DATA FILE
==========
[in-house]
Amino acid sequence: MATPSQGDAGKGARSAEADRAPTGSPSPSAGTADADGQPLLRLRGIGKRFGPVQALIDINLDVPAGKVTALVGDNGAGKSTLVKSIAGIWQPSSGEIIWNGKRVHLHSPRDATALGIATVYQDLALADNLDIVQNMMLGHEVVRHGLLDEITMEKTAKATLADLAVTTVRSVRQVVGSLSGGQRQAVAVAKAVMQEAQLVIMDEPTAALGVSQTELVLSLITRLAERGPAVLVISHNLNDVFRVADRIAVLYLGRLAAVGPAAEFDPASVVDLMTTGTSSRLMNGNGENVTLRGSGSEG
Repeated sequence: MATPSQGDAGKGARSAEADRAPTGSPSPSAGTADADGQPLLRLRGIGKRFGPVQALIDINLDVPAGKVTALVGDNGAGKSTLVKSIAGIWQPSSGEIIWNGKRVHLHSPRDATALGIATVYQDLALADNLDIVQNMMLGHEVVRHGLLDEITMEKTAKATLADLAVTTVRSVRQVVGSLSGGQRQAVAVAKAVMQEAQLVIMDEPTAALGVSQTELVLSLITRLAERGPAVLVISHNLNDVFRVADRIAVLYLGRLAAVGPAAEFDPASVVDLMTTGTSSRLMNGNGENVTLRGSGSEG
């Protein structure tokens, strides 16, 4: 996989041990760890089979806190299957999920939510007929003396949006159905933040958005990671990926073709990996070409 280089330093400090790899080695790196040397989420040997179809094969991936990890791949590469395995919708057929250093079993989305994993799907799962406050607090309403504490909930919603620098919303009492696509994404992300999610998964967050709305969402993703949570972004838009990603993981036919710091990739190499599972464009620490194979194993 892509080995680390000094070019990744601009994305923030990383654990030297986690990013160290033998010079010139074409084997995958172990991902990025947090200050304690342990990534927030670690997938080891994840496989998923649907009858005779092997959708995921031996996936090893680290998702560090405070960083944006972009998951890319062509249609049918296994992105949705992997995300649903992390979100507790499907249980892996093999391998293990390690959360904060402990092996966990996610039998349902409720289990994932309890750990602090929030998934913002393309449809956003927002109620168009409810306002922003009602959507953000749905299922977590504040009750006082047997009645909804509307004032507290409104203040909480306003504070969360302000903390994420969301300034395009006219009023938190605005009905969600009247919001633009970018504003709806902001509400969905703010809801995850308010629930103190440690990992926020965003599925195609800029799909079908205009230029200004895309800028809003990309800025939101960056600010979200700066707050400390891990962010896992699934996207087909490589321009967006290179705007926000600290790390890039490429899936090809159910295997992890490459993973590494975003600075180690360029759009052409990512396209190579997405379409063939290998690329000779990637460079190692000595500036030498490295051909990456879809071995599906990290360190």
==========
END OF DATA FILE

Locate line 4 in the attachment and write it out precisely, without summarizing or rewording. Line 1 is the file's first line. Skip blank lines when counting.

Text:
């Protein structure tokens, strides 16, 4: 996989041990760890089979806190299957999920939510007929003396949006159905933040958005990671990926073709990996070409 280089330093400090790899080695790196040397989420040997179809094969991936990890791949590469395995919708057929250093079993989305994993799907799962406050607090309403504490909930919603620098919303009492696509994404992300999610998964967050709305969402993703949570972004838009990603993981036919710091990739190499599972464009620490194979194993 892509080995680390000094070019990744601009994305923030990383654990030297986690990013160290033998010079010139074409084997995958172990991902990025947090200050304690342990990534927030670690997938080891994840496989998923649907009858005779092997959708995921031996996936090893680290998702560090405070960083944006972009998951890319062509249609049918296994992105949705992997995300649903992390979100507790499907249980892996093999391998293990390690959360904060402990092996966990996610039998349902409720289990994932309890750990602090929030998934913002393309449809956003927002109620168009409810306002922003009602959507953000749905299922977590504040009750006082047997009645909804509307004032507290409104203040909480306003504070969360302000903390994420969301300034395009006219009023938190605005009905969600009247919001633009970018504003709806902001509400969905703010809801995850308010629930103190440690990992926020965003599925195609800029799909079908205009230029200004895309800028809003990309800025939101960056600010979200700066707050400390891990962010896992699934996207087909490589321009967006290179705007926000600290790390890039490429899936090809159910295997992890490459993973590494975003600075180690360029759009052409990512396209190579997405379409063939290998690329000779990637460079190692000595500036030498490295051909990456879809071995599906990290360190």